Self-Love: Are Your Actions Nourishing or Depleting Your Well-being?

Self-Love: Are Your Actions Nourishing or Depleting Your Well-being?

Continuing with our collaborative self-love blog series, Psychology/Behavioral Science PHD student Ali Szarko has sent some new content helping us reflect on our current circumstances during the COVID-19 crisis and healthy ways to adapt and take care for numero uno. Accompanying this post, artwork by our dear friend and local artist Adam Benedict. Read Ali’s post below.

Are Your Actions Nourishing or Depleting Your Well-being?

• Identify the self-care habits you can practice habitually at home. Then practice them with complete focused attention. If you can afford to, practice slowing down your actions and fully coming into contact with as much of the experience as possible (i.e., “mindful” engagement). 

Here are some examples of actions that can be practiced mindfully at home: stretching, exercise, cooking, eating, cleaning, showering, listening to music, creating a piece of art, gardening, a neighborhood stroll or bicycle ride, interacting with a pet, or simply walking around your house and noticing the sights, sounds, and tactile sensations of your home. (Each of us has unique preferences. What may feel like self-care for one person, may feel like complete agony for another. The above list is by no means complete. Some of the activities listed above may not function as self-care for you and that is completely okay.)

• There is also no pressure to be “in the moment” at all times. It is normal and expected that your mind will wander between thoughts of the past, thoughts of the future, and thoughts of the present. If you notice you have psychologically traveled to a past memory or to a potential future event, just gently acknowledge that this happened and compassionately bring yourself back to the moment by attending to your five-sense experiences. Like any other skill, mindfulness can never be perfected and there is always room for growth and refinement.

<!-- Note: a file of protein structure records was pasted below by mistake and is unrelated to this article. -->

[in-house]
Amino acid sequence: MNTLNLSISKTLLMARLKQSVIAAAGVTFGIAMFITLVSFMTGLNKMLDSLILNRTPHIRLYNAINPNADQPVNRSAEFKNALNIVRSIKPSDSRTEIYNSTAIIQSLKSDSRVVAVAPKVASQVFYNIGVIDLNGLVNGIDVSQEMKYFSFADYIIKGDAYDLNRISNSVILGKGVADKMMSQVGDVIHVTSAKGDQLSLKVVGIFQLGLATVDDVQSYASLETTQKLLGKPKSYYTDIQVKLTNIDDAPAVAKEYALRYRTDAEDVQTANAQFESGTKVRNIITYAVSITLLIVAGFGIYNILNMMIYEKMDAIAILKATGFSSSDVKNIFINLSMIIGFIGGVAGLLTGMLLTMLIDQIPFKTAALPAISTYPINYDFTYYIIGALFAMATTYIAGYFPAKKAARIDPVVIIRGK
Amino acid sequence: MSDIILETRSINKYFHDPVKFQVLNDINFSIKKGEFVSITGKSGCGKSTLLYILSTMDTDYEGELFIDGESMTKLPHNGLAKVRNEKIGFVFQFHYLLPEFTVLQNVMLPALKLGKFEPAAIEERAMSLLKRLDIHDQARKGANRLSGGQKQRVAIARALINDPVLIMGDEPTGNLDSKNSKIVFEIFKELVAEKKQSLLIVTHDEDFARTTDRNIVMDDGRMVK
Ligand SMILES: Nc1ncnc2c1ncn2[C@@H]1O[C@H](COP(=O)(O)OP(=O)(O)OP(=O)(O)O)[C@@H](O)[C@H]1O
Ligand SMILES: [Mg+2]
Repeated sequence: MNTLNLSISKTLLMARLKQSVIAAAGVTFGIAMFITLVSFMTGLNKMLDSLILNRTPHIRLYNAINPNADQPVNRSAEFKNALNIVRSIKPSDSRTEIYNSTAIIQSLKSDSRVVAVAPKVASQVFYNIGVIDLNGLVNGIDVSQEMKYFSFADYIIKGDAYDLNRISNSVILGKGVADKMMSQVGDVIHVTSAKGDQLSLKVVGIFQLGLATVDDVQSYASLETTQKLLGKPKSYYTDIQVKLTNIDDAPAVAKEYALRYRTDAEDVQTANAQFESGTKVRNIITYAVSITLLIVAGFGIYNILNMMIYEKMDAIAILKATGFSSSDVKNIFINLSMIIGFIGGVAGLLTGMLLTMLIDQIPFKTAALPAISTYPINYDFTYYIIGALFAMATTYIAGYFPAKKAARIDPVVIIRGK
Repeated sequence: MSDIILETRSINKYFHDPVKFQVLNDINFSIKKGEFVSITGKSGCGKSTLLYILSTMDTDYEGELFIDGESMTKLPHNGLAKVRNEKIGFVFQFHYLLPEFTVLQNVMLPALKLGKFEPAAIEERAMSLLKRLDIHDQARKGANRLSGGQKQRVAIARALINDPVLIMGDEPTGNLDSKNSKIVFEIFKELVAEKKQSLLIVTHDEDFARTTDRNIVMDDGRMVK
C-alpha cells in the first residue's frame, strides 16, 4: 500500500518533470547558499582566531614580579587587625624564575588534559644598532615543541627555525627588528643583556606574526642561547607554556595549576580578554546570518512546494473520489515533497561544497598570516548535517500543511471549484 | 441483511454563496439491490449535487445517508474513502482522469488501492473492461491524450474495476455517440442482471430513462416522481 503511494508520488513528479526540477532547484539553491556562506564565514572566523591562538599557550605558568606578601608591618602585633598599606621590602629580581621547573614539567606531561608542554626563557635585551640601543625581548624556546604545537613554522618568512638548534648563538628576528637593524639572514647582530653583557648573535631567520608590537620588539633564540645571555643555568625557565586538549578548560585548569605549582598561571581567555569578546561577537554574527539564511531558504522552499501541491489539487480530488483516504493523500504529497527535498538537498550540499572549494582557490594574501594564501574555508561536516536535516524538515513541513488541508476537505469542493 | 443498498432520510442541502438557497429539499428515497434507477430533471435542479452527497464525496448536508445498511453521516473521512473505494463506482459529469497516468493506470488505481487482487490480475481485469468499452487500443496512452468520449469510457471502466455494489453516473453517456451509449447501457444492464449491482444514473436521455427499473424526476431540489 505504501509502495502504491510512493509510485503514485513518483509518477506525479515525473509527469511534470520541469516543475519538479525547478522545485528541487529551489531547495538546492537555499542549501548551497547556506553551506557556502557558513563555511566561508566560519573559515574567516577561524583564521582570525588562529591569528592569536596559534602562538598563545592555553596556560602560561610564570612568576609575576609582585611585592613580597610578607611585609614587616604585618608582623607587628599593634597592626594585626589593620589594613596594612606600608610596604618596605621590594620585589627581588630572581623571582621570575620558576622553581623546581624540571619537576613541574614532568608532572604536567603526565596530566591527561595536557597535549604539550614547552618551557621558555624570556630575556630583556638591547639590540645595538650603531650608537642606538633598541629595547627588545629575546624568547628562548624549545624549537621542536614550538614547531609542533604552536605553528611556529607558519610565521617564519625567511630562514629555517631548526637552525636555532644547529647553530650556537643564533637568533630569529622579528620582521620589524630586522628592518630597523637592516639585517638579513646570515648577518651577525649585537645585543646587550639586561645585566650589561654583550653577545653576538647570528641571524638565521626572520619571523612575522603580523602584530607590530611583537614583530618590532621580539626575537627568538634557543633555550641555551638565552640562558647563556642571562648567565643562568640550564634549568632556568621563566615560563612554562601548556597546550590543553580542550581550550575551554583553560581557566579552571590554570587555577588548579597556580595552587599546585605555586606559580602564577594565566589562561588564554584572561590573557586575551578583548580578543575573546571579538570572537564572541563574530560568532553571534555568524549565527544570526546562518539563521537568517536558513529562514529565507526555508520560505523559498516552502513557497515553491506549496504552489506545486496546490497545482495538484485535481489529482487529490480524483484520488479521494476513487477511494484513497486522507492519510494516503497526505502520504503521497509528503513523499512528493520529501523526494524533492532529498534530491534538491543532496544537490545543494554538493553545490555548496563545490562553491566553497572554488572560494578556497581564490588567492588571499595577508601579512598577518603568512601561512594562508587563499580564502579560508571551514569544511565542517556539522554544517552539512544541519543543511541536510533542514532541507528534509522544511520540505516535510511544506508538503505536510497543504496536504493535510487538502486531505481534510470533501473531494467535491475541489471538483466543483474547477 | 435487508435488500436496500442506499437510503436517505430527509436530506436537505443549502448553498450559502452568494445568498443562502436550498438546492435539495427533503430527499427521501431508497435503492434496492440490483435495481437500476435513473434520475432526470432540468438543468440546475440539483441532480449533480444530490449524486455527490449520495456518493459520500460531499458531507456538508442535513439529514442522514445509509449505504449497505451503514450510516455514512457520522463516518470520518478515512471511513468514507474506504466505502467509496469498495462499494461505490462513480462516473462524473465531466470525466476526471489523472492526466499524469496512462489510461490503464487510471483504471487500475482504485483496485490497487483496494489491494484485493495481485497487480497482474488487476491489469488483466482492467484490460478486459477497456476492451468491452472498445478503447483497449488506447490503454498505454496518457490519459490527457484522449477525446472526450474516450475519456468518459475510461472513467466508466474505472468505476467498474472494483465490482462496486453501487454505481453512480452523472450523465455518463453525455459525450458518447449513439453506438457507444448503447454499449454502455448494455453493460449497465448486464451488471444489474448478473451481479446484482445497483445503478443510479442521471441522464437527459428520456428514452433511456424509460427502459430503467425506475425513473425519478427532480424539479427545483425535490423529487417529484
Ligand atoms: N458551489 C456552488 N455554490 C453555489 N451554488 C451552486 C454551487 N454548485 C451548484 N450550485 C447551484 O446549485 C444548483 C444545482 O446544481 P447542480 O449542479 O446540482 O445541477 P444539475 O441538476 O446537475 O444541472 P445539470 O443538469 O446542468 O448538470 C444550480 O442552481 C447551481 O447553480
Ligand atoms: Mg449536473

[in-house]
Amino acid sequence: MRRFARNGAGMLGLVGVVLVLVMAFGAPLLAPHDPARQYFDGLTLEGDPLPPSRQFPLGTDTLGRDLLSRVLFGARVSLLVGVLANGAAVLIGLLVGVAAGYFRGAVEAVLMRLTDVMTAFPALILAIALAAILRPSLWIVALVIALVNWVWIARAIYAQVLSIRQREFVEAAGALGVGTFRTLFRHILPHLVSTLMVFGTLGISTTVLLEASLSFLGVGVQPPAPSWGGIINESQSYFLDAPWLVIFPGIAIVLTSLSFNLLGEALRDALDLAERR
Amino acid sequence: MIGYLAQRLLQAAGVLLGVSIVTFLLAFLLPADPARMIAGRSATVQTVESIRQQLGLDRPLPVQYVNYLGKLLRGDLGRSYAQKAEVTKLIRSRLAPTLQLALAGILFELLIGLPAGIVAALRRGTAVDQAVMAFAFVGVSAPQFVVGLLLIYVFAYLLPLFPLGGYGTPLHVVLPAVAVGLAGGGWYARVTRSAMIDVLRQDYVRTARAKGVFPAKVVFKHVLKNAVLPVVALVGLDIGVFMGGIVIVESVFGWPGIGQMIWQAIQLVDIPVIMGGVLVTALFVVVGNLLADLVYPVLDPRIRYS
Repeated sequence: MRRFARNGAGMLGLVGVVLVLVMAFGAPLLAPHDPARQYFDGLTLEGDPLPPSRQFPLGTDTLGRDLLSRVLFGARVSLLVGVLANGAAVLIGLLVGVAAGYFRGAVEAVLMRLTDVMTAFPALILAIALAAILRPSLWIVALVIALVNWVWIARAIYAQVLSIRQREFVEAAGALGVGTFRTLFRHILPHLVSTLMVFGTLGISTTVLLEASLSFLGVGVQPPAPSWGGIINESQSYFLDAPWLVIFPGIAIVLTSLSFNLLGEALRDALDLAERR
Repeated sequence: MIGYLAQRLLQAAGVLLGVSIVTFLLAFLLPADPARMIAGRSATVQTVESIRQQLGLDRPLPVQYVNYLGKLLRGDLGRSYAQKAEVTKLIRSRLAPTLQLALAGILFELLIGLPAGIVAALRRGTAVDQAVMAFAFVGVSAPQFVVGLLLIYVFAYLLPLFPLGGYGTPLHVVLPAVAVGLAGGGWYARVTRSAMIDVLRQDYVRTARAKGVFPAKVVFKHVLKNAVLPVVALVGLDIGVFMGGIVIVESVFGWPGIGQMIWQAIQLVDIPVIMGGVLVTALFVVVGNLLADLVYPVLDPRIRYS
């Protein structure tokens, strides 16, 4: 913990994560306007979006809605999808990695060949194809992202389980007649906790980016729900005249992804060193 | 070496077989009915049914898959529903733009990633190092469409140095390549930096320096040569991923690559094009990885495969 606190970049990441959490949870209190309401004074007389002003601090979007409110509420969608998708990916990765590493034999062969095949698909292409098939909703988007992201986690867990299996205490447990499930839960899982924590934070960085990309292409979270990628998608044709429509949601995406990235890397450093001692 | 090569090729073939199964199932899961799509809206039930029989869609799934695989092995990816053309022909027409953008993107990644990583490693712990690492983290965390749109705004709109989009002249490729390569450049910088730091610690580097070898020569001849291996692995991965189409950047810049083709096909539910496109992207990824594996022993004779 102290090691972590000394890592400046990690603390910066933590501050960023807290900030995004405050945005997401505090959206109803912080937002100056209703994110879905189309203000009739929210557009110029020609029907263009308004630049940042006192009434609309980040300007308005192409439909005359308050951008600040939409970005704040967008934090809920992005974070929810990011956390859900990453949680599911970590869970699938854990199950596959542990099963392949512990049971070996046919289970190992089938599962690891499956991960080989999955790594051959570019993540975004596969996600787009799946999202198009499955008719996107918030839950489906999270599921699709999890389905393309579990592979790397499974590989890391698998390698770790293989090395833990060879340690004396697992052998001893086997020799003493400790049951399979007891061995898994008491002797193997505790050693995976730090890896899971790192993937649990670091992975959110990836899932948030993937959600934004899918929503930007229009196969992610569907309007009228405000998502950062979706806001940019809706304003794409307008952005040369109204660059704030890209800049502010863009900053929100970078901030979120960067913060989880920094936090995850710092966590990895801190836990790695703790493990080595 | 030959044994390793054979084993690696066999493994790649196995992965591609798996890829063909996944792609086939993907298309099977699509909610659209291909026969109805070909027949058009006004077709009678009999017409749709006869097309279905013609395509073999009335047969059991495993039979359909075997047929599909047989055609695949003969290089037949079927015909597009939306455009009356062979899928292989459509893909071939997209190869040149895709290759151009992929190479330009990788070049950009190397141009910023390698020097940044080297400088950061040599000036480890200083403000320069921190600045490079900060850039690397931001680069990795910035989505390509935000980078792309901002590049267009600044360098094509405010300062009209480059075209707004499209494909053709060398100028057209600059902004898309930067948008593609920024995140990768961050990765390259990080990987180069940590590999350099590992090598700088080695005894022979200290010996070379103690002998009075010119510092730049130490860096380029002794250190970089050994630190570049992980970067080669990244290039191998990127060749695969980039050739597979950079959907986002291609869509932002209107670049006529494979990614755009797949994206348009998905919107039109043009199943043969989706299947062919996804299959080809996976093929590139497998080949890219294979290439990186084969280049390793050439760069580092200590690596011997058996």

• If you’re struggling to identify when an action is in service of self-care, you can ask yourself the following question while you’re engaging in that activity: 

“In this moment, does this action feel nourishing or depleting to my overall well-being?” 

• If the answer is “yes”, then congratulations! You’ve identified a practice that brings you a greater sense of vitality and is likely tied to your core values. 

• If the answer is “no”, that is perfectly okay! You’re a learning, breathing, human thing that is trying their best. Now you know what isn’t serving you and you can use this moment to identify how to pivot back toward a direction more in alignment with your personal values–toward the actions that feel the most nourishing. 

Self Love is Self Defined

For each post, we ask one self-love thinker what self-love means to them. This month, we asked Amy O’Brien, MSW. Amy is a practicing social worker and mindfulness enthusiast with an ever-evolving interest in connective ways of being. Here are their thoughts: 

“To me, self-love is an acquired practice that ebbs and flows in different ways to sustain and enrich a person through life’s many meanderings. Self-love is flexible, creative, and forgiving. It starts with noticing what helps one’s well-being thrive and then doing more of those things regularly, ritually, and randomly.

I feel most “self-loving” when I am attuned to my needs and when I take action to get them met. This hasn’t always been easy for me; I had to purposefully learn to be present and pay attention to my inner dialogue and internal conflicts. This awareness began with mindful practices like yoga and meditation and truly transformed through EMDR and parts work so that now it’s much easier to quickly check in with myself in the moment to get what I need in a way that honors my values. New experiences and challenges inspire reflection, recalibration, and restoration. Each bend in the river is another opportunity to align with my core values, tend to my inner self, and embody an ethic of love for myself and others.”

To learn more about the Holland Project Self Love Series, you can follow @globalselfloveclub on Instagram. Read more in this series.